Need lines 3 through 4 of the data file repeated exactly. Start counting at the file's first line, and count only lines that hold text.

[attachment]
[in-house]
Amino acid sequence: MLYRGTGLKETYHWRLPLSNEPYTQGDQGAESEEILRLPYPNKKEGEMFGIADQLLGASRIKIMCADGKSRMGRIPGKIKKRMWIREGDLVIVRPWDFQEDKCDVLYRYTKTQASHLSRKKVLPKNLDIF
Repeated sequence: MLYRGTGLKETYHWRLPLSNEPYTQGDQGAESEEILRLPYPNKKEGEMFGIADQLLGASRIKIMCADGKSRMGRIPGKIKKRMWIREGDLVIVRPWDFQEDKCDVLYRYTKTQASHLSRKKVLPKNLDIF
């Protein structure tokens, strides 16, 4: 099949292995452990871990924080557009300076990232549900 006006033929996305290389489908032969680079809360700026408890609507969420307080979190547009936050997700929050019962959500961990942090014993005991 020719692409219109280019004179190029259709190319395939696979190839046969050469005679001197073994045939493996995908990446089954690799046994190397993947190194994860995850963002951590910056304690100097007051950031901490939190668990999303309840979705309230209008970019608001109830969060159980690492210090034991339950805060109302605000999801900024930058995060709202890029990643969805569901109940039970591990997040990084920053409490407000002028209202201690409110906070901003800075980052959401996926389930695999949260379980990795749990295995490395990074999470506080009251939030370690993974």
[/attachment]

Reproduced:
Repeated sequence: MLYRGTGLKETYHWRLPLSNEPYTQGDQGAESEEILRLPYPNKKEGEMFGIADQLLGASRIKIMCADGKSRMGRIPGKIKKRMWIREGDLVIVRPWDFQEDKCDVLYRYTKTQASHLSRKKVLPKNLDIF
């Protein structure tokens, strides 16, 4: 099949292995452990871990924080557009300076990232549900 006006033929996305290389489908032969680079809360700026408890609507969420307080979190547009936050997700929050019962959500961990942090014993005991 020719692409219109280019004179190029259709190319395939696979190839046969050469005679001197073994045939493996995908990446089954690799046994190397993947190194994860995850963002951590910056304690100097007051950031901490939190668990999303309840979705309230209008970019608001109830969060159980690492210090034991339950805060109302605000999801900024930058995060709202890029990643969805569901109940039970591990997040990084920053409490407000002028209202201690409110906070901003800075980052959401996926389930695999949260379980990795749990295995490395990074999470506080009251939030370690993974």